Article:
But mountain people are like the cats of the human world, and I love 'em, furballs and foibles and all.  Mostly incurable romantics, determined dreamers, poets and thinkers, independent of mind and spirit, sometimes reserved and sometimes gregarious, and often not suffering of fools gladly.  What's not to like?  I wonder about the compulsion to gain height - do we desire to set ourselves apart, imagine we see things from a unique perspective?!  Well, being in the mountains certainly feels different, and changes the angle of view, not just on the immediate environment but also on yourself I think.  Its not all vanity, even the blogging is about sharing a passion.  The danger is, as with all things, that we start to believe our own hype and think we are different (to each other, as opposed to how we felt before), which can lead to bad judgment, both of others and on the hill.  We aren't of course, we're just putting ourselves in the way of a non-urbanised experience, which isn't the norm for most, most of the time.

Even if we were, there seems to be an awful lot of us!  Perhaps the demarkation isn't as great in France as it is in the UK, at least in the south - the weather is better over there, you don't have to suffer as much, and there were day trippers and overnighters with babies and very young children all over the Pyrenees - its great to see, almost without reservation - mostly its us adults who mess things up!

However, I wrestle with the ideal of solitude - its a big part of the draw.  Sometimes I resent other peoples presence there, which I know is totally unreasonable.  Mostly that's because some aren't behaving in a way I see as suitable - its a large group, or they are noisy and disruptive, or worse still they leave waste (both litter, and human) - they DO leave a trace, they are the centre of their own universe, they are not guests!  There seemed to be a fair bit of this in the Pyrenees, in the summer - it was quite busy, noisy, even a little dirty in places, but we got round that by wild camping most of the time - you can still find places that feel like real wilderness, after the day trippers have gone down and the refuge hoppers are tucked up in their bunks.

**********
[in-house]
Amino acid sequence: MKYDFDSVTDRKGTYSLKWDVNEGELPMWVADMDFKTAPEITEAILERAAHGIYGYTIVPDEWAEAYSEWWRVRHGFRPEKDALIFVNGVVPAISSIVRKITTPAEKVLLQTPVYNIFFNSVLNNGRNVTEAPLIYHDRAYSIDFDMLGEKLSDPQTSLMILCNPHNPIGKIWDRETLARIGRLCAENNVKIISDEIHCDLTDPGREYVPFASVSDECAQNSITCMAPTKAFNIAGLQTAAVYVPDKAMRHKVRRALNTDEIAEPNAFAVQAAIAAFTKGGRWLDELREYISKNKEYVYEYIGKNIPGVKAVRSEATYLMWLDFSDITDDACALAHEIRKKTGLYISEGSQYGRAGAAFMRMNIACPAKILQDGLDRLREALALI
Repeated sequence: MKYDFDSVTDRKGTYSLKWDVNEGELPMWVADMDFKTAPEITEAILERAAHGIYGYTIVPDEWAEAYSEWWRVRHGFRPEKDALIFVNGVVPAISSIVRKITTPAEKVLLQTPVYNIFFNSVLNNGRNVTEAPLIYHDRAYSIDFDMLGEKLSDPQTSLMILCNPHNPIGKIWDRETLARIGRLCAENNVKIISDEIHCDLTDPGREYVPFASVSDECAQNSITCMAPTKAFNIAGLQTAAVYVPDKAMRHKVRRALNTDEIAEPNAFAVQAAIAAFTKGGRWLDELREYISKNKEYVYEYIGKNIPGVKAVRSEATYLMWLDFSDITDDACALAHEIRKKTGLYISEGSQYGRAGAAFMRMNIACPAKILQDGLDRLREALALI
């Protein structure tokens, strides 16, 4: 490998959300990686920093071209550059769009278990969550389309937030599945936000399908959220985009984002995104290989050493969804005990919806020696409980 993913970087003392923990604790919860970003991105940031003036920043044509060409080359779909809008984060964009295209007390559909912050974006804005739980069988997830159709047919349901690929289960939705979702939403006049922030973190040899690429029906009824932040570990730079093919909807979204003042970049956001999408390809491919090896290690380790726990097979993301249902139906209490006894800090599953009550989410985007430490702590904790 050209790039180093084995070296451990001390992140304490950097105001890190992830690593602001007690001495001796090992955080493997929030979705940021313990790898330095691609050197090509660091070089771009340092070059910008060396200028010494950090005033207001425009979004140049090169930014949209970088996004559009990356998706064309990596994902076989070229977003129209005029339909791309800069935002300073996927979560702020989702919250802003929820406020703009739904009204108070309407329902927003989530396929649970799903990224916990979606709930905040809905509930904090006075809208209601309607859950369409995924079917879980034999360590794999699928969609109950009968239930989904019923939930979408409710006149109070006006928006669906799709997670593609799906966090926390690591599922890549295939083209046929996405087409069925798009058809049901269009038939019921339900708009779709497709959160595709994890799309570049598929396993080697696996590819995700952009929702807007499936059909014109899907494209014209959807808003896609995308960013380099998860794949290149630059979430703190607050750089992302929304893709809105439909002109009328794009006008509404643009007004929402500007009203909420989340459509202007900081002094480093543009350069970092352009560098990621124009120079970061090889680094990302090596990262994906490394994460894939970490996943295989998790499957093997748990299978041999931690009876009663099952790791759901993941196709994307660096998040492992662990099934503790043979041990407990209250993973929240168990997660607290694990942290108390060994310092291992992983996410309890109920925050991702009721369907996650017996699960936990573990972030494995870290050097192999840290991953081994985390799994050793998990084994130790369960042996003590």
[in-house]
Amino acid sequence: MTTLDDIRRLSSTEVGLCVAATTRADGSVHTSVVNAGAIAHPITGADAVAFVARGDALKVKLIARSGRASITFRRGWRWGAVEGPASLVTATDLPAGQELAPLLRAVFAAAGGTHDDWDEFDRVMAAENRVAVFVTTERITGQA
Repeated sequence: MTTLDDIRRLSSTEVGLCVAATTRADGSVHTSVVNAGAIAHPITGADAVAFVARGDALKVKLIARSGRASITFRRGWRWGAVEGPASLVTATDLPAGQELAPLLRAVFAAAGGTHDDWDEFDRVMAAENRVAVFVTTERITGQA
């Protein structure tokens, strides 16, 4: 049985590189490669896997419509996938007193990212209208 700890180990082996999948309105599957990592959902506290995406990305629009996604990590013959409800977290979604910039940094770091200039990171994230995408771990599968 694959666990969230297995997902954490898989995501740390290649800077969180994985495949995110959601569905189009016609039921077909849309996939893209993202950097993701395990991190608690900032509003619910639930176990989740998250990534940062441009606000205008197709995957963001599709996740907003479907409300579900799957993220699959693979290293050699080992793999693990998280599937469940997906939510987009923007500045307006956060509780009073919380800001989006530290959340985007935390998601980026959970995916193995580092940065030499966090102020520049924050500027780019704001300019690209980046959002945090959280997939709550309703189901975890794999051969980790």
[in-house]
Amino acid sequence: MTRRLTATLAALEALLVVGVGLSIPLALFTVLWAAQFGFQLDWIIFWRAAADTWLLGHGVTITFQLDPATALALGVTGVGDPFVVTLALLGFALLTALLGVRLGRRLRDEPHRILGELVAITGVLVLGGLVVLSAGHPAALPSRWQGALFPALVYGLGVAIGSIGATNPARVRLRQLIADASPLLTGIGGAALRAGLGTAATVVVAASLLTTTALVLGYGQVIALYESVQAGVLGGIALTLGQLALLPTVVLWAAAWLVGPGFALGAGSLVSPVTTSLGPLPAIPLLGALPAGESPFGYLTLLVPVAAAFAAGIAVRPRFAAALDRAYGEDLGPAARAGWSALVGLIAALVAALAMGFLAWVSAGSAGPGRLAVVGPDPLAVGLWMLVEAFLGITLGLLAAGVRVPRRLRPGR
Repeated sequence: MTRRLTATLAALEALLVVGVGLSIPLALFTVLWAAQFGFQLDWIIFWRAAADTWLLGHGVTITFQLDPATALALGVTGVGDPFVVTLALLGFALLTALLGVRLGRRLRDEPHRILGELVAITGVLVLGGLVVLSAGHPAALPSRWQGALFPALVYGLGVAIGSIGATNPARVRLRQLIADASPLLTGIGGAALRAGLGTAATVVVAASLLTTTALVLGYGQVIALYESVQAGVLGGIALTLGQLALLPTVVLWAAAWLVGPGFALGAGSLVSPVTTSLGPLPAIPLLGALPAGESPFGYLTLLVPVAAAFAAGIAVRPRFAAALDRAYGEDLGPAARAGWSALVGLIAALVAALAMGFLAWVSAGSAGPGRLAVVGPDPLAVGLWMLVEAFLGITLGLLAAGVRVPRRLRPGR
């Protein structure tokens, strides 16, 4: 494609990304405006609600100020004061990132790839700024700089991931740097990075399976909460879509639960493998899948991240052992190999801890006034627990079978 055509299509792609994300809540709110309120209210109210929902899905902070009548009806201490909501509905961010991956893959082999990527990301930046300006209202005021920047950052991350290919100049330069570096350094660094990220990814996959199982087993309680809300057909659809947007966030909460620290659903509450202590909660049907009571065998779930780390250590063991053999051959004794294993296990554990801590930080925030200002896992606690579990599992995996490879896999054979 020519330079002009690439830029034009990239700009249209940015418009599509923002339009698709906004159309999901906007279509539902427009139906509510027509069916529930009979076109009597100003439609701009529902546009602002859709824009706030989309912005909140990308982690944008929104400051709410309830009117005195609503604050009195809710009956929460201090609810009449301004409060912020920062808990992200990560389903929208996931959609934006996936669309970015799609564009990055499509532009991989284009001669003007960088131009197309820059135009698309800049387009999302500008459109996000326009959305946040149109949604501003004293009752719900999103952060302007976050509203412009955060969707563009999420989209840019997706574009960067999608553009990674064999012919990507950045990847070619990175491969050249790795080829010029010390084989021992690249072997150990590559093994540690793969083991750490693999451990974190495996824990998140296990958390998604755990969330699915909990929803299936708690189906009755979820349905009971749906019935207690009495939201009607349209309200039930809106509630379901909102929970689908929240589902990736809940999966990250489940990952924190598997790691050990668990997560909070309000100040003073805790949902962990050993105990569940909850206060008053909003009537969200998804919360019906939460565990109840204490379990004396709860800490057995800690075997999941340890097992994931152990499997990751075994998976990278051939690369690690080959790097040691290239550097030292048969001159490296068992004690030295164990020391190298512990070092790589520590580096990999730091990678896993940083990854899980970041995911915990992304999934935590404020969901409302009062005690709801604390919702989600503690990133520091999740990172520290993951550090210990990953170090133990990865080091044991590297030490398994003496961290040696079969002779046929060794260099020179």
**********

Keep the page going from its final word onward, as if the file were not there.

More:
At the risk of being a Luddite, I think alot of people struggle with the basics because we're now so cut off from the outside, so much of the time - our lives are made completely inside, socialised, littered with technological mediation, confused by our own self importance.  Its inevitable then, that some bring that silliness along for the ride, into places it doesn't belong.  Our need for status, creature comforts, latest technology, habits and schedules simply makes no sense here - its another planet, if we compare it with concrete and glass!  So with better access, there must be education, not as a luxury but as a necessity, in order to bridge this gulf.  One of the best things I saw was a local guide showing a small group wild mint growing alongside the footpath, they all had it stuffed up their noses and were laughing at each other, full of joy.  Without this kind of gentle intervention, you just get people using the glacier as a toilet.